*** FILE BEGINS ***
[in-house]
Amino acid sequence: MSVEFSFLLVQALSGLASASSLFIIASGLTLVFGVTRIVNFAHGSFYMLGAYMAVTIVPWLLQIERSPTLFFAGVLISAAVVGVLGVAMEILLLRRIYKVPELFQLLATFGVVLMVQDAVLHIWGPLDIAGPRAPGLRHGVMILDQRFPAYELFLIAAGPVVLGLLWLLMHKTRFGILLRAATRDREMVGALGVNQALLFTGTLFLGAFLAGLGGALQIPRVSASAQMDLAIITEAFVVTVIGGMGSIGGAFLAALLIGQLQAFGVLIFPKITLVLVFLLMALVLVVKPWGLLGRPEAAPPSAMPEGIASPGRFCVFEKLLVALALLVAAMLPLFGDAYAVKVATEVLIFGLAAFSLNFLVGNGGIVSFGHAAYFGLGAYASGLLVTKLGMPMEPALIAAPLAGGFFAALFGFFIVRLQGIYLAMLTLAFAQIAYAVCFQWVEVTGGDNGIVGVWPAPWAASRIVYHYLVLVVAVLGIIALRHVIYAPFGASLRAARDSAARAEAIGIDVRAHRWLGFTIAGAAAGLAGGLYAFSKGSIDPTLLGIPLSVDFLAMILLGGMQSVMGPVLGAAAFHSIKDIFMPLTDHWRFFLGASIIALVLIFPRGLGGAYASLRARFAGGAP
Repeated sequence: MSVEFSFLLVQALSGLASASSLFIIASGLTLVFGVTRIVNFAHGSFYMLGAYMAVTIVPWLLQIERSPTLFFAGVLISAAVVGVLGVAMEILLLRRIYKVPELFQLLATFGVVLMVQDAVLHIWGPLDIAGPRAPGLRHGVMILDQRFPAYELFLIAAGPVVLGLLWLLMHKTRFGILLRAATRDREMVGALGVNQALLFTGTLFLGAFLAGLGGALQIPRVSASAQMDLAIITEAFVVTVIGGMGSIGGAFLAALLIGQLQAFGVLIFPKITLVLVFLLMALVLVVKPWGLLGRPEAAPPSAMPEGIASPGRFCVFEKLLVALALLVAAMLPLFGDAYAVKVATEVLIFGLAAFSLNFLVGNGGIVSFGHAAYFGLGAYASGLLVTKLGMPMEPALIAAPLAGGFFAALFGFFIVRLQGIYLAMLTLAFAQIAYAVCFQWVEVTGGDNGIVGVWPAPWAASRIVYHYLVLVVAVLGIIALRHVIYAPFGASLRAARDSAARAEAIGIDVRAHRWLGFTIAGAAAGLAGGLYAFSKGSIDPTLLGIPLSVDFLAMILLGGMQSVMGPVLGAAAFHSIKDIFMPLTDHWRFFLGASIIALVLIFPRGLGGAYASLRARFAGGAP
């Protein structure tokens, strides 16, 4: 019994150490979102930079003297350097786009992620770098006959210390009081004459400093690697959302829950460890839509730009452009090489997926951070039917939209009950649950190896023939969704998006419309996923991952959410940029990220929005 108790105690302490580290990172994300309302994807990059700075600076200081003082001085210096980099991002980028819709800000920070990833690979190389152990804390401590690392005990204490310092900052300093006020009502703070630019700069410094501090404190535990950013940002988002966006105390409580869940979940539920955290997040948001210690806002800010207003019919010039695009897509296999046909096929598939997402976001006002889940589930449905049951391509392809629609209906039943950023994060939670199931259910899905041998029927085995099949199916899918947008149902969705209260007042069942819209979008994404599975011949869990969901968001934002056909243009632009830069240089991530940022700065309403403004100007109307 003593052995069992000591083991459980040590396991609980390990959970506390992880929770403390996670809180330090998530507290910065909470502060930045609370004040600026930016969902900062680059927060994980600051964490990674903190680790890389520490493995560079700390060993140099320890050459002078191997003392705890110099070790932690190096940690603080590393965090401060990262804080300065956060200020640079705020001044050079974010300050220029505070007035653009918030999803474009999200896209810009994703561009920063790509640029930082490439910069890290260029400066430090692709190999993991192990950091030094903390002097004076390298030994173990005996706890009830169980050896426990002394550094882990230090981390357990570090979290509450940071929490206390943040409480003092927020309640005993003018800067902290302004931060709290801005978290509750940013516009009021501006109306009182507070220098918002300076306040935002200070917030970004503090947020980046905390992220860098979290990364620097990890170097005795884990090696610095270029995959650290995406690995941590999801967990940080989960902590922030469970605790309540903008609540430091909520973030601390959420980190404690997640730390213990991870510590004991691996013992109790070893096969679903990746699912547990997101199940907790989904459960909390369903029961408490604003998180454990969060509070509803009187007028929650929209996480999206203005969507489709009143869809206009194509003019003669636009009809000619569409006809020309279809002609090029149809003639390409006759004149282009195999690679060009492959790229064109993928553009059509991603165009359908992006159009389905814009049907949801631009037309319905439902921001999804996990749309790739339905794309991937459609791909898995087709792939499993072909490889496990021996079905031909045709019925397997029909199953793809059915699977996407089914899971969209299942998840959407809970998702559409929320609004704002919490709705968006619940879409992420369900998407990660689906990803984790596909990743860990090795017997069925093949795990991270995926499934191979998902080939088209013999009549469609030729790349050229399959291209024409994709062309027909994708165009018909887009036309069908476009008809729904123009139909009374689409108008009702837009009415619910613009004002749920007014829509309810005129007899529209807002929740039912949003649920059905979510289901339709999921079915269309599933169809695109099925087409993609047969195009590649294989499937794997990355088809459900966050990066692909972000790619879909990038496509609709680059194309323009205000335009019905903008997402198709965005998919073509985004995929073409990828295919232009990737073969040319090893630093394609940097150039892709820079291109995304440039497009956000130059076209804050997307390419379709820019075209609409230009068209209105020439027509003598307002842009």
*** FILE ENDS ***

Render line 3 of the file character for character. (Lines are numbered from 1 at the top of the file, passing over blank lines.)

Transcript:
Repeated sequence: MSVEFSFLLVQALSGLASASSLFIIASGLTLVFGVTRIVNFAHGSFYMLGAYMAVTIVPWLLQIERSPTLFFAGVLISAAVVGVLGVAMEILLLRRIYKVPELFQLLATFGVVLMVQDAVLHIWGPLDIAGPRAPGLRHGVMILDQRFPAYELFLIAAGPVVLGLLWLLMHKTRFGILLRAATRDREMVGALGVNQALLFTGTLFLGAFLAGLGGALQIPRVSASAQMDLAIITEAFVVTVIGGMGSIGGAFLAALLIGQLQAFGVLIFPKITLVLVFLLMALVLVVKPWGLLGRPEAAPPSAMPEGIASPGRFCVFEKLLVALALLVAAMLPLFGDAYAVKVATEVLIFGLAAFSLNFLVGNGGIVSFGHAAYFGLGAYASGLLVTKLGMPMEPALIAAPLAGGFFAALFGFFIVRLQGIYLAMLTLAFAQIAYAVCFQWVEVTGGDNGIVGVWPAPWAASRIVYHYLVLVVAVLGIIALRHVIYAPFGASLRAARDSAARAEAIGIDVRAHRWLGFTIAGAAAGLAGGLYAFSKGSIDPTLLGIPLSVDFLAMILLGGMQSVMGPVLGAAAFHSIKDIFMPLTDHWRFFLGASIIALVLIFPRGLGGAYASLRARFAGGAP